After five minutes, we reviewed the steps again…there were 12 to the second floor landing. The first step in piano moving, however, was to “tip and lift”. In doing so, it became readily apparent that the front, spindle piano legs would need to be removed to avoid breakage. Upon removing the legs, it became apparent that we had also removed any remaining stability. We had effectively created a large, 500-pound container with the feel of water swishing left-to-right, front-to-back with each upward movement. With only 12 more steps, we untipped and unlifted and rested!
We understood quite well that the most dangerous part of moving a piano up stairs is actually moving the piano up the stairs. Once the process starts, the piano can very easily go out of balance causing terrible things to happen very, very rapidly. To increase the stability of the movement, we envisioned three separate lifts of four steps along the move path, always shifting to the left to follow the counterclockwise spiral design and never letting go during the move…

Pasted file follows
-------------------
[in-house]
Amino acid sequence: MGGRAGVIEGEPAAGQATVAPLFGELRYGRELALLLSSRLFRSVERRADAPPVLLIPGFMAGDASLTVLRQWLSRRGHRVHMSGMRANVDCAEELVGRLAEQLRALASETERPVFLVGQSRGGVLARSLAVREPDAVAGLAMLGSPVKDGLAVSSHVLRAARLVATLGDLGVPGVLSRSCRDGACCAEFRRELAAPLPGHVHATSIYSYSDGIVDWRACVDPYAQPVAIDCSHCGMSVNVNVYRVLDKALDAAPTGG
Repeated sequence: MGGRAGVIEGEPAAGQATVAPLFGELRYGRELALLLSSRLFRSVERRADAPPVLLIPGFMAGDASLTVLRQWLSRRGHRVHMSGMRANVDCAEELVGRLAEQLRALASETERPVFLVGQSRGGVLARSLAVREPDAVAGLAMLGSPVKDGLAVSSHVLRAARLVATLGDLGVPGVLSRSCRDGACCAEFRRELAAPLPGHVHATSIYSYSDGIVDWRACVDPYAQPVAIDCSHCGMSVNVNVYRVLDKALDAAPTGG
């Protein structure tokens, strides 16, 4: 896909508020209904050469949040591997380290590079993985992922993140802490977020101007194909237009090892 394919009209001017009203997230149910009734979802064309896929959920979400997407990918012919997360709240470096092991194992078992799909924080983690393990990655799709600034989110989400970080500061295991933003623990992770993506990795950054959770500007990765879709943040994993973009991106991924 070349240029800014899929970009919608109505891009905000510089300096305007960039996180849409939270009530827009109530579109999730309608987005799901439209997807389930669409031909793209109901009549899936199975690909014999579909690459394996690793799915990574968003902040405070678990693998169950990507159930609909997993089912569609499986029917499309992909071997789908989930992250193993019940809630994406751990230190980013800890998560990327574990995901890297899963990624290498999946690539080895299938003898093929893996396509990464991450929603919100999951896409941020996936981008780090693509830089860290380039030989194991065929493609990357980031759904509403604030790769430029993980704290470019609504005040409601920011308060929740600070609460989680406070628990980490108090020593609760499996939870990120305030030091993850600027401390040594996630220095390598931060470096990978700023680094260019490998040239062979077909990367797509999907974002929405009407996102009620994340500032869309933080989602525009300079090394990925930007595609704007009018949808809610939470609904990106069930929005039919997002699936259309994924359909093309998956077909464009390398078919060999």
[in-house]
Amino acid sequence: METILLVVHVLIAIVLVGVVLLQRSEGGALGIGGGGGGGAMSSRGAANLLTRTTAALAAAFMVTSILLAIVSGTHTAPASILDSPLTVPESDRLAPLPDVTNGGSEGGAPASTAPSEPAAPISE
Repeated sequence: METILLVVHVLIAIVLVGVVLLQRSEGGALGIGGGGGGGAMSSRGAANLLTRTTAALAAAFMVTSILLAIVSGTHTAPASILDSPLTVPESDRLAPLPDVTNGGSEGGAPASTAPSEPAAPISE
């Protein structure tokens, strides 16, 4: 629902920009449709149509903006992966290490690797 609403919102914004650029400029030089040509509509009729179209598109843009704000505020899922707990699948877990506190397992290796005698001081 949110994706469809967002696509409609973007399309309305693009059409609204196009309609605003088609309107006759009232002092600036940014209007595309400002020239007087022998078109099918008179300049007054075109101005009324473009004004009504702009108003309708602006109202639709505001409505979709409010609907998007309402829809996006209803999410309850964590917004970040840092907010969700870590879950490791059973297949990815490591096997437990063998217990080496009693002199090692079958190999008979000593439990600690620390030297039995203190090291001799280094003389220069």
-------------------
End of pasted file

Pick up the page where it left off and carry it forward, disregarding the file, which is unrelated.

Not having yet mastered the order of such steps as tip, lift, move, set down, let go and rest, we found ourselves moving rapidly back down the stairs; the piano and point men in hot pursuit. Luckily for my brother-in-law and me, the sudden and ignominious failure occurred during the first lift, lacking in sufficient momentum to cause much damage. We were only slightly smushed with our backs to the foyer wall; a Godsend for having stopped our movement beyond the house and into the street! “Are you OK?” my father inquired…“I’ll take your lack of a response as a yes!”
With the lessons learned behind us and twelve steps still ahead of us, we quickly reached consensus on the path forward which, short of switching fore and aft positions, included a thorough refresher on the proper order of procedures. As my father and father-in-law bantered back-and-forth regarding where the fault lay, I couldn’t help but notice their sudden morph into Laurel and Hardy, with their celebrated derby hats bouncing on and off their heads with each parrying quip. “Another fine mess you’ve gotten me into!”
It took us a while and, on occasion, two-steps forward were followed by one-step back; but we ultimately reached our 2nd floor, top-of-the-tower objective…piano and all. We reinstalled the spindle legs, untipped, unlifted, setdown, let go and rested.
Alas, what goes up must come down…hopefully in a well-executed operation. Along with the piano, my wife and I moved one more time. On the third occasion, we elected to give the piano to her brother along with the mover’s instruction manual…a VHS tape of Laurel & Hardy film shorts, including The Music Box.